Pillar of Cloud and Fire

Pillar of cloud and Fire According to Ex 13:21 sq. (Ex 14:24; Nu 14:14; Ne 9:12,19), the Israelites during their journey from Egypt through the desert were accompanied in the day by a pillar of cloud, and at night by a pillar of fire (Heb. עמּוּד עָנָן, עמּוּד אֵשׁ, Sept. στύλος νεφέλης, πυρός), as a guide (comp. esp. Ex 40:36 sq.) and protection (comp. Ps 105:45; Wisd. 10:17), and this waited over the tabernacle while the people rested (Ex 40:34 sq.; Nu 9:15 sq.). The narrative represents Jehovah himself as in this cloud (comp. also Nu 14:14), and as speaking from it to Moses (Ex 33:9 sq.; Nu 12:5; De 31:15). Later writers explain this of the "wisdom" of God (σοφία, Wisd. 10:17), or the divine Logos (q.v.; comp. Philo, Opera, 1, 501). Toland, again, and after him many others, explained this appearance naturally, and referred it to the fire carried in a vessel before the host, which in the day served as a guide and signal by its smoke, and at night by its brightness. Von der Hart carried this opinion so far as to hold that this fire carried before the Israelites was the sacred fire preserved upon the altar from the time of Abraham (Ephemnerid. Philol. Discurs. 6, 109 sq.; and Philol. Vindic. Helmst. 1696. For the controversy on this view, see Rosenmuller on Ex 13:21; comp. Forster, in Eichhorn's Repert. 10, 132 sq.). This custom is actually observed by caravans in the East at the present day (Harmer, Observ. 1, 438 sq.; Descript. de l'Egypte, 8, 128), and it became at an early day customary with armies hi the East, especially in traversing an unknown region (Curt. 3, 3, 9; v, 2, 7; but the passages sometimes quoted, Veget. Mil. 3, 5; Frontin. Strateg. 2, 25, do not refer to this. Comp. esp. on the custom, Faber, Archaöl. p. 244 sq.; Wolfenb. Fragm. p. 103 sq.; Bauer, Hebr. Mythol. 1, 281 sq.). Meanwhile we must not forget that it is the evident intention of the historian to narrate a miracle (comp. also Ps 78; Ps 14; Ps 105; Ps 39; comp. Diod. Sic. 16, 66; Clem. Alex. Strom. 1, 150). The following monographs on this subject are unimportant: Krause, De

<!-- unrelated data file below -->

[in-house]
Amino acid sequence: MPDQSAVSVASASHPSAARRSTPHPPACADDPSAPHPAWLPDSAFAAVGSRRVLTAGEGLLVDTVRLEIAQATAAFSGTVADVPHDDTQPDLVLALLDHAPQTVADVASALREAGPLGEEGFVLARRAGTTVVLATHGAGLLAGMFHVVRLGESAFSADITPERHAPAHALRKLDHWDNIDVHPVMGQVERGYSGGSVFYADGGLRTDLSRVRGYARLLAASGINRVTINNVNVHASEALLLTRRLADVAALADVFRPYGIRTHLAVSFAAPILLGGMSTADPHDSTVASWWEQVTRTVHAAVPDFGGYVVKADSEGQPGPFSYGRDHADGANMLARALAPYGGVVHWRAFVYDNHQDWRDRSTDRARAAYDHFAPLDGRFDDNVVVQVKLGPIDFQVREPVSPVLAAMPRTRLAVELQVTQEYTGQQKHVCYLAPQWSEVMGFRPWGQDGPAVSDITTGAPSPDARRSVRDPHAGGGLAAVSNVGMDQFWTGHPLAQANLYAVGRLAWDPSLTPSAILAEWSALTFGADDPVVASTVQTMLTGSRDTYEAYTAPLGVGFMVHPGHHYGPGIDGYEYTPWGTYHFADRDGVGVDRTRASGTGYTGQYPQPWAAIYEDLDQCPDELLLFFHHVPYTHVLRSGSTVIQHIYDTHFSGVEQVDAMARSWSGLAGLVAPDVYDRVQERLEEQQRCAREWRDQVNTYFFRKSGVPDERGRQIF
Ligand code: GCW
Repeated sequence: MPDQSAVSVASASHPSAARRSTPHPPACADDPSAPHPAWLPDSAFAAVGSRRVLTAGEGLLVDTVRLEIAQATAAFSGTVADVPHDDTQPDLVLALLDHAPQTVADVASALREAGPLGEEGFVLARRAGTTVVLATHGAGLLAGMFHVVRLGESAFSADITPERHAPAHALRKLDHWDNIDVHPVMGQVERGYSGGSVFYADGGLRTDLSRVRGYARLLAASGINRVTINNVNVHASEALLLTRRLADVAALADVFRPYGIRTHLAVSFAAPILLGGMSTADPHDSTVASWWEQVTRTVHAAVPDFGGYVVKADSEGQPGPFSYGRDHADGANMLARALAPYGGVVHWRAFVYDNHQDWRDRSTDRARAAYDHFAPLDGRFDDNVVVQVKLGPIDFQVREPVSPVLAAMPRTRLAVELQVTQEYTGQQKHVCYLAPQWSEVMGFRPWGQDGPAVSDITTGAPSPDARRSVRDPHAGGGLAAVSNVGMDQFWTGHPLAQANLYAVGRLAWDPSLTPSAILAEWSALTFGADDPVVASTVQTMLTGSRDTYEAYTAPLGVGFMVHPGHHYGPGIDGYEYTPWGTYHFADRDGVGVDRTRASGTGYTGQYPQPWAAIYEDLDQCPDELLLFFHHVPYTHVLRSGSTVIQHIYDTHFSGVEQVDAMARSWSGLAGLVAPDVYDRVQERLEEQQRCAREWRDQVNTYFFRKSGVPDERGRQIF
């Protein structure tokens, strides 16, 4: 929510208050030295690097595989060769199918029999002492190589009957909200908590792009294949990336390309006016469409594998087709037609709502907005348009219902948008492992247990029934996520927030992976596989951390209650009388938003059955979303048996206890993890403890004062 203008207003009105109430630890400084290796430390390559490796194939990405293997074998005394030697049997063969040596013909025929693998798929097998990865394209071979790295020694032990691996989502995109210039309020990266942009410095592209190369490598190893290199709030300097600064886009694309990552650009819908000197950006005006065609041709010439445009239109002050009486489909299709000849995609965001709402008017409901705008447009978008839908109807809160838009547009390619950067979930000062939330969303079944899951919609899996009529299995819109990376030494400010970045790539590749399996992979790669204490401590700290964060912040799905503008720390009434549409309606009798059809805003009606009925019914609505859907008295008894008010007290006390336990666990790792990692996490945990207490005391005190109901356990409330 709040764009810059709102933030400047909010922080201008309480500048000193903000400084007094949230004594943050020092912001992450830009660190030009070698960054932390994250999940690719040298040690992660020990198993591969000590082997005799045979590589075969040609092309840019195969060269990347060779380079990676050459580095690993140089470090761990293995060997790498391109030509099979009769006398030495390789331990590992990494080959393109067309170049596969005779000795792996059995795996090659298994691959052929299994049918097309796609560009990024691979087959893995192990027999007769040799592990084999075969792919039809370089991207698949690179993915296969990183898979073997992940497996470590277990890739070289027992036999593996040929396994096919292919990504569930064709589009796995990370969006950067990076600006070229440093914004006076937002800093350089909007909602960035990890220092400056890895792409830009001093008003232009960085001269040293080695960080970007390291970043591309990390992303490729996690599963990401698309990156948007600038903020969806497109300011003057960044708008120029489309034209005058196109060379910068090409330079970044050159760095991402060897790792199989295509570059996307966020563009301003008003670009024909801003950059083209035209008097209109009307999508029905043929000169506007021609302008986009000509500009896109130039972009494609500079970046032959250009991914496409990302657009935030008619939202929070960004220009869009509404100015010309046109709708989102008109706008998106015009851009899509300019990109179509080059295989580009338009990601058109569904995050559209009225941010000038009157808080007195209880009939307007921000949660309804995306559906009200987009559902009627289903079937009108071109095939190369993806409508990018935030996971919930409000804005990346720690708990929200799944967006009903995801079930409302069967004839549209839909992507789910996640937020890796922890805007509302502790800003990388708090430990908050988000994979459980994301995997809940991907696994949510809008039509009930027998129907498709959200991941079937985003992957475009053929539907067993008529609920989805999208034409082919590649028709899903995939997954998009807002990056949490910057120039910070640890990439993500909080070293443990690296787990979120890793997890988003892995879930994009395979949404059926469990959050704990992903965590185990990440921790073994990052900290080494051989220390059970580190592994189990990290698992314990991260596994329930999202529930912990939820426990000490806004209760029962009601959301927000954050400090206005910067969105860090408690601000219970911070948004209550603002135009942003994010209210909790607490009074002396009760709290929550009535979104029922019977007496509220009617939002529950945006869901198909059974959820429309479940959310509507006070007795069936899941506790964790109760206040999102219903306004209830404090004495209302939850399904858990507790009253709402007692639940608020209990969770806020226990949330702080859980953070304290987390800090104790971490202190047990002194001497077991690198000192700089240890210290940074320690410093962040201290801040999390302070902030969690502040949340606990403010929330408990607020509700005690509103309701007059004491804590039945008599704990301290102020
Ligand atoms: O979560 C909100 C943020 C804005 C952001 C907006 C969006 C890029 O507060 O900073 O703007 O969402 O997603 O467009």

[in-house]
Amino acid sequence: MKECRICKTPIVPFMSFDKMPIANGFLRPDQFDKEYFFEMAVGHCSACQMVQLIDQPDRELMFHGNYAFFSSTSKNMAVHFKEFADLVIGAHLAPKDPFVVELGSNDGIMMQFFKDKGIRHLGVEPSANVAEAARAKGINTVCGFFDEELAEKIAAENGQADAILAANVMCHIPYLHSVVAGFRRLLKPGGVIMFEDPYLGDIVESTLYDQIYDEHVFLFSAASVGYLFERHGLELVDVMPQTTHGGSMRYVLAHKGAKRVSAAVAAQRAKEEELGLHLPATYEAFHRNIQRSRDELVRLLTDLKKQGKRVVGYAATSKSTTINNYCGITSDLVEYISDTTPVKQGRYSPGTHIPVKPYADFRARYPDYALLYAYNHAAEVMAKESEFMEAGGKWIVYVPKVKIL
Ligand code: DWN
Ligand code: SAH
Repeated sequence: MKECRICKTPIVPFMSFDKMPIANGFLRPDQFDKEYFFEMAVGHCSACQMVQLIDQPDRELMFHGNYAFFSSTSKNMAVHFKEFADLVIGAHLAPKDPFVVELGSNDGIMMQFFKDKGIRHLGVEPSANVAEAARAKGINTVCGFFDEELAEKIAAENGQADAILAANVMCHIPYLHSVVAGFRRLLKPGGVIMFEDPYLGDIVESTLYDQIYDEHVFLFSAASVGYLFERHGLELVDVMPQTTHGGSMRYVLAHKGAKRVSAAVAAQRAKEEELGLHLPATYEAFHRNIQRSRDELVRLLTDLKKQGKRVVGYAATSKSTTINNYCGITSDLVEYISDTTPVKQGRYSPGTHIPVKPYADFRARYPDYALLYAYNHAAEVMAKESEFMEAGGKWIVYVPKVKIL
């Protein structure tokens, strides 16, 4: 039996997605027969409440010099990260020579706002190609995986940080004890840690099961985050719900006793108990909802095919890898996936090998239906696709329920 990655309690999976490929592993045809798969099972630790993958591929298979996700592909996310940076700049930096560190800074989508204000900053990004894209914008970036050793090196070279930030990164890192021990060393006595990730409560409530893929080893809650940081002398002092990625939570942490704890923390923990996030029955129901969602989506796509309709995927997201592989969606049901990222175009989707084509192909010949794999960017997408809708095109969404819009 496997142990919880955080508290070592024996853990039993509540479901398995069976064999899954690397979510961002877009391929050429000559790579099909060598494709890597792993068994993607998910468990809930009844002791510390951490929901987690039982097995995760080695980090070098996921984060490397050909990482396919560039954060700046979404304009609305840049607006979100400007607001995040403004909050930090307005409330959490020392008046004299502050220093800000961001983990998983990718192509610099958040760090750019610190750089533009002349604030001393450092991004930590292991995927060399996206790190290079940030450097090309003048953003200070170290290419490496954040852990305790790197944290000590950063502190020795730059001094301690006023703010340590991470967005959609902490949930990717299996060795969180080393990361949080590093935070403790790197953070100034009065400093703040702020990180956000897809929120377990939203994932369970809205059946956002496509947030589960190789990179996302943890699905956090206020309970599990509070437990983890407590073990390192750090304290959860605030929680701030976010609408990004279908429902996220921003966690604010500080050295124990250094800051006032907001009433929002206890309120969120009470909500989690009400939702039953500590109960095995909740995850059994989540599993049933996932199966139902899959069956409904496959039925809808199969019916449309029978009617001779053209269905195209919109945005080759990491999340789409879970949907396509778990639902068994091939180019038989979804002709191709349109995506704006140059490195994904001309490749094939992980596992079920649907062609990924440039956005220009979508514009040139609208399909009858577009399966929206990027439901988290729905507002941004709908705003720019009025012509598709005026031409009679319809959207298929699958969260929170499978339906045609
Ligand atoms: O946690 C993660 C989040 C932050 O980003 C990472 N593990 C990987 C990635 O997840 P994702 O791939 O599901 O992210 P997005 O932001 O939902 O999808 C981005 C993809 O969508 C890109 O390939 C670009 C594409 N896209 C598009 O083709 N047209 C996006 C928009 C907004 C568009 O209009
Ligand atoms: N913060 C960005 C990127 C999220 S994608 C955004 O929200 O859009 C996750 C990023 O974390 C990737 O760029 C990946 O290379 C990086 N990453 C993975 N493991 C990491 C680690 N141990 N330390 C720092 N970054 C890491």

columna ignis ac nubis (Viteb. 1707); Friderici, De col. ign. et nub. (Leips. 1689); Sahm, De column. ignz. ac nub. (Gedan. 1702); Münden, De column. nub. et igne (Goslar, 1712), and many others. Following this national recollection, Isaiah (4, 5) has employed the figure of a cloud of smoke and fire hovering over Zion and the Temple as a symbol of the presence of Jehovah, in his picture of the blessedness of the theocracy (comp. Ewald, Isr. Gesch, 2, 167 sq.). SEE SHEKINAH.

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